By Lee Carter
BBC News, Toronto
The head of Canada's national police force has publicly apologised to a man deported to Syria after being falsely accused of terrorism.
Maher Arar claims he was tortured in Syria
Maher Arar was deported by US customs agents to Syria after Canadian police labelled him an Islamic extremist.
Royal Canadian Mounted Police (RCMP) Commissioner Giuliano Zaccardelli said his force had made major mistakes.
A public inquiry found Mr Arar had been caught up in a hunt for terror suspects after the 2001 attacks on the US.
Mr Zaccardelli says he has no intention of resigning over the affair despite calls for him to do so.
He said: "I wish to take this opportunity to express publicly to you and to your wife and to your children how truly sorry I am for whatever part the actions of the RCMP may have contributed to the terrible injustices that you experienced and the pain that you and your family endured."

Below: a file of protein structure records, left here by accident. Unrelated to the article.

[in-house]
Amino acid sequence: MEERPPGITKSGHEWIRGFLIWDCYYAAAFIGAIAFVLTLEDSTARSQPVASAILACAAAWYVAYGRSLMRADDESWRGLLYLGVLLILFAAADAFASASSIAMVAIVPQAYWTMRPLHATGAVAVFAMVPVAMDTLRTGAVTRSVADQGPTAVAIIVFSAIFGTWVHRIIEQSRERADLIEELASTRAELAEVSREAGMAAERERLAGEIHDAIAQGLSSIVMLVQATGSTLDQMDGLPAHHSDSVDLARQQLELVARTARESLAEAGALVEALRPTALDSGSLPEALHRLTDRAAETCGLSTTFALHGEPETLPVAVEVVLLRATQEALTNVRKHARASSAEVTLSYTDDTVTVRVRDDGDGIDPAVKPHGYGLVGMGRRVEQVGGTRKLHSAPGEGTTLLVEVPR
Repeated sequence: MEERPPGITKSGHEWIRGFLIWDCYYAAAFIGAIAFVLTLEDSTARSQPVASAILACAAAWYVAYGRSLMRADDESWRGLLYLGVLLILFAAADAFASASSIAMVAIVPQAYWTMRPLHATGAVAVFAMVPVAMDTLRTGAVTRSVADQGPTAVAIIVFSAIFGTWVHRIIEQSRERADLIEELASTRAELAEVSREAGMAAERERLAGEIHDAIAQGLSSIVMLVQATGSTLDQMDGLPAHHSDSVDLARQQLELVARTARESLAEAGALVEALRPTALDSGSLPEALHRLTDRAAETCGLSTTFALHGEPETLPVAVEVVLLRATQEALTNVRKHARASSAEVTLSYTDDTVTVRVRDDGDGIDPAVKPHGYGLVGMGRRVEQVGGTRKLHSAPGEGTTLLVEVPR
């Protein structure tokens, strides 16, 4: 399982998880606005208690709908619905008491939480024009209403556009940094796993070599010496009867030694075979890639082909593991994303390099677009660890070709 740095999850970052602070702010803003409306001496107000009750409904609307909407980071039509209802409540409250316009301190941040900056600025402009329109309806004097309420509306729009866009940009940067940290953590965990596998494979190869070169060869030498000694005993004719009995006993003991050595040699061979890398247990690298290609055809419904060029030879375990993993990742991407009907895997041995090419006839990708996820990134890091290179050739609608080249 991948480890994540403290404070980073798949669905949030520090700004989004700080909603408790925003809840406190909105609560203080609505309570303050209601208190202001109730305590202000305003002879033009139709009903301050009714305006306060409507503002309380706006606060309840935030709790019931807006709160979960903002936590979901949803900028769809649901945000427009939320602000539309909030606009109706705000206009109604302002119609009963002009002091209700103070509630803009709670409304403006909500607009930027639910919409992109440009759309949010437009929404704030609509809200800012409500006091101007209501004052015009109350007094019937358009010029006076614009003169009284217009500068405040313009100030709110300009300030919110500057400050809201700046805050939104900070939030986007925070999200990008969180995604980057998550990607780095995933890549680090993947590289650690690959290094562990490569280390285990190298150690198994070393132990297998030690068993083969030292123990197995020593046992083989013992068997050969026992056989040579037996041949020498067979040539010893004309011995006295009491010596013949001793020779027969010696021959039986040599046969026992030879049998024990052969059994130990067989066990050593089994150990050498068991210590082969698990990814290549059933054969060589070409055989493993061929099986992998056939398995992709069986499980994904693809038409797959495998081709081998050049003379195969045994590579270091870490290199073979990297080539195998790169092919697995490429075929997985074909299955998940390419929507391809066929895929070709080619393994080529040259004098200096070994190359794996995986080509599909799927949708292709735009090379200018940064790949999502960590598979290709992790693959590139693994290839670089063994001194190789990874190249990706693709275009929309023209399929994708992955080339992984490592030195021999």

He also said he fully accepted the 23 recommendations made by the report of a public inquiry into the Arar case.
Published last week, this heavily criticised the police force for spreading misleading and false information about the Syrian-born Canadian.
The inquiry said claims linking Mr Arar to al-Qaeda probably contributed to his deportation by US authorities to Syria in 2002.
In Damascus, he was imprisoned for a year and tortured before Canadian officials finally secured his release.
In his appearance before a parliamentary committee, Mr Zaccardelli said his officials tried to correct some of that information before Mr Arar was deported.
Washington has said little about the Arar case.
Canada's public safety minister said he has brought it again to the attention of the US homeland security chief, Michael Chertoff.